A Look Back at Solar Power

Jessica PirroOctober 29, 2019 2726 0

Most of the people, when thinking about solar energy, they think that it’s a newer development, but that’s not true. Yes, the modern solar-powered systems are newer technologies, the concept of using solar energy for every day uses is goes way back.

There’s quite a long history behind photovoltaic cells that brought the concept of solar energy to fruition. The way that the cost of solar panels has fallen in the past decade, it’s easy to forget that only 15 years of getting a solar panel installation were almost unheard of. To dig into the history of solar energy and how much it has changed over the years, we will have to go a few centuries back to discover the origin of solar power and the history of solar panel installations.

The History of Solar Power

Humans have used solar energy as early as the 7th century B.C. when history tells us that humans used the solar energy that came from the sun to light fires with magnifying glass materials. Later, in the 3rd century B.C., the Greeks and the Romans were known to harness solar power with mirrors to light torches for religious reasons. Ancient Greeks and Romans used these mirrors so often that they were normalized and referred to as burning mirrors.

The 2nd century B.C., around 212 B.C., Greek scientist Archimedes, used the reflective properties of bronze shields to focus sun’s solar power and to set fire to wooden ships from the Roman Empire which were besieging Syracuse. Though there’s no concrete evidence of this, the tale has been told in Greece for centuries and in 1973 the Greek navy recreated the experiment and successfully set a wooden boat 50 meters away on fire.

In 20 A.D., the Chinese civilization documented the use of mirrors for religious reasons later in 20 A.D.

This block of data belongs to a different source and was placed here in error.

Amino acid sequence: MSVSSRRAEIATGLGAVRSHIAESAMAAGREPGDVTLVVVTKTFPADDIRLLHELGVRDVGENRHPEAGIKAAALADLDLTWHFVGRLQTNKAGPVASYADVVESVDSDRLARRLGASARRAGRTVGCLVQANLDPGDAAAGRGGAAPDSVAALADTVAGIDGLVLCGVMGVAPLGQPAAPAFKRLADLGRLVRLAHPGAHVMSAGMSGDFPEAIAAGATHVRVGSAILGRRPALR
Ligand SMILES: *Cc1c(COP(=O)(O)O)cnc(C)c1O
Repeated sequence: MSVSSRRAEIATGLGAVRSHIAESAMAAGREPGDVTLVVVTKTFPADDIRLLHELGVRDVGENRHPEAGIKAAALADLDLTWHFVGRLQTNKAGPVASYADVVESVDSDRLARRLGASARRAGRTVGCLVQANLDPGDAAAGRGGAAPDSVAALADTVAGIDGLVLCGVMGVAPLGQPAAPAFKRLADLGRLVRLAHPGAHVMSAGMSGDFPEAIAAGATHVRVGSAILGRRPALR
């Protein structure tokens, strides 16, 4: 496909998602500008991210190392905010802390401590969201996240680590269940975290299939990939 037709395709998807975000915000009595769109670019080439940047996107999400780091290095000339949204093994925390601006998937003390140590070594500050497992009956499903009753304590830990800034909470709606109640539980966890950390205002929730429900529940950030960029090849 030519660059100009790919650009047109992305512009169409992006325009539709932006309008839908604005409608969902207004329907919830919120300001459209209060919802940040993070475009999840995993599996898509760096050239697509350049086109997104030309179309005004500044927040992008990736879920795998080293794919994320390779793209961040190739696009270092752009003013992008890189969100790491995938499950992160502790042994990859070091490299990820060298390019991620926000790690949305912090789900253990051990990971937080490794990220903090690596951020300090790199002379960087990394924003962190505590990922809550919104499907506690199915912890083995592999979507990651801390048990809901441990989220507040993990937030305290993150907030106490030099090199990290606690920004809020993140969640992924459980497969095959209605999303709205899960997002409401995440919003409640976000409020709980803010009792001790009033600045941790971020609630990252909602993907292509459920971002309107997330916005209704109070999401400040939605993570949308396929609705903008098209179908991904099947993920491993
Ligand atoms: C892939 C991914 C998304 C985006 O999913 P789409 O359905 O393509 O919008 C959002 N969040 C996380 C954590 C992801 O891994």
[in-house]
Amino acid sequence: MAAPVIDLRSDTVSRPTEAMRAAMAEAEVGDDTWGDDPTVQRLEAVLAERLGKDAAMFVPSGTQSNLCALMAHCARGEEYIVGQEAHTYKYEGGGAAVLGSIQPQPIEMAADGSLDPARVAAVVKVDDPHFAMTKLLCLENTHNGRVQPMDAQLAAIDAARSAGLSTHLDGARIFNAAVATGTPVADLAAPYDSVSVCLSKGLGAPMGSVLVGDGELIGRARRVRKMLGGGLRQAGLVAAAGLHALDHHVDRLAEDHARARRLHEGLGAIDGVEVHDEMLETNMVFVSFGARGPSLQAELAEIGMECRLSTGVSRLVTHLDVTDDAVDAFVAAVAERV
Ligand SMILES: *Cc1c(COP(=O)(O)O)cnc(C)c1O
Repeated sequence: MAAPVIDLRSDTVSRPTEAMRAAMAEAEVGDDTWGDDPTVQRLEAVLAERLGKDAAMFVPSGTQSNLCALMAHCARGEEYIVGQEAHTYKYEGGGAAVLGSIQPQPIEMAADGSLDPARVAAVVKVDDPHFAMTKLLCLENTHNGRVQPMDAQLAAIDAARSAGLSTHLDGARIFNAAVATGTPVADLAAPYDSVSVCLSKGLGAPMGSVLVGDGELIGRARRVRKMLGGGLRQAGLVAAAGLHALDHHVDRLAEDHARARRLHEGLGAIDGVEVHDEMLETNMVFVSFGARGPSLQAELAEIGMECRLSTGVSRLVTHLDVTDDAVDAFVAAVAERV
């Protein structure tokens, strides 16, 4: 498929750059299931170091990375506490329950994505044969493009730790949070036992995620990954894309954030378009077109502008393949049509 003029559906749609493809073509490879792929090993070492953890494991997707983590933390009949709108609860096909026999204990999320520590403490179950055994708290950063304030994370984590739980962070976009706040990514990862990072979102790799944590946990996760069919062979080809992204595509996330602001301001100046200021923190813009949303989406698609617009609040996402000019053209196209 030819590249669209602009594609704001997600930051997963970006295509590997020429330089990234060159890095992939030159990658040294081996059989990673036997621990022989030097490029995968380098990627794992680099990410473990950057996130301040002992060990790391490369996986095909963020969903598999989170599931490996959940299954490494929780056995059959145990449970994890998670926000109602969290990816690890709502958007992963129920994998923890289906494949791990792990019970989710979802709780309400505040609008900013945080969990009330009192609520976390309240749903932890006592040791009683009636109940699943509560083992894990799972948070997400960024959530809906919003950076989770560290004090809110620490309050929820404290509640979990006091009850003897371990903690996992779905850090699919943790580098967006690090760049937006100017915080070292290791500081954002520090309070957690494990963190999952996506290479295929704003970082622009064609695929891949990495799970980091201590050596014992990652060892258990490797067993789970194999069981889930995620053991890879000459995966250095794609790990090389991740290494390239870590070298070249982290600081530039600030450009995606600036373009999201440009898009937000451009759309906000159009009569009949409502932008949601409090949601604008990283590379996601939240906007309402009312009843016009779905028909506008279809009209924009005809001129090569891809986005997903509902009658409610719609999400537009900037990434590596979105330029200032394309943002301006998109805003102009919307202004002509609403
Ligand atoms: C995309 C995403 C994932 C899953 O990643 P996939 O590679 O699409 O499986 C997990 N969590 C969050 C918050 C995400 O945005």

From the 1st to 4th century A.D., one of the uses for solar energy was used, this is still popular today, is the use of having sunrooms in buildings. The infamous Roman bathhouses had large south-facing windows to let the sun’s solar energy to heat the building. Then later in the 1200s A.D. ancestors to the Pueblo Native Americans known as the Anasazi situated themselves in south-facing abodes on cliffs to capture the sun’s warmth during the cold winter months.

Then in the late 1700s and 1800s, researchers and scientists had success using solar energy to power ovens for long voyages. They also began harnessing solar power for one of the first solar-powered systems, solar power steamboats. Ultimately, it was clear that even thousands of years before the era of solar panels, the concept of manipulating the power of the sun was a common practice.

When Were Solar Panels Invented?

The technology of solar panels was an iterative one that took several contributions from various scientists. Naturally, there is some debate around when they were created and who should be credited for the invention. Some people credit the invention of the photovoltaic cells to the French scientist Edmond Becquerel, who determined that the light could increase the solar electricity generation when two metal electrodes were placed into a conducting solution. The breakthrough, which was defined as the “photovoltaic effect,” which was very influential in later developments of the photovoltaic cells with the additional element of selenium.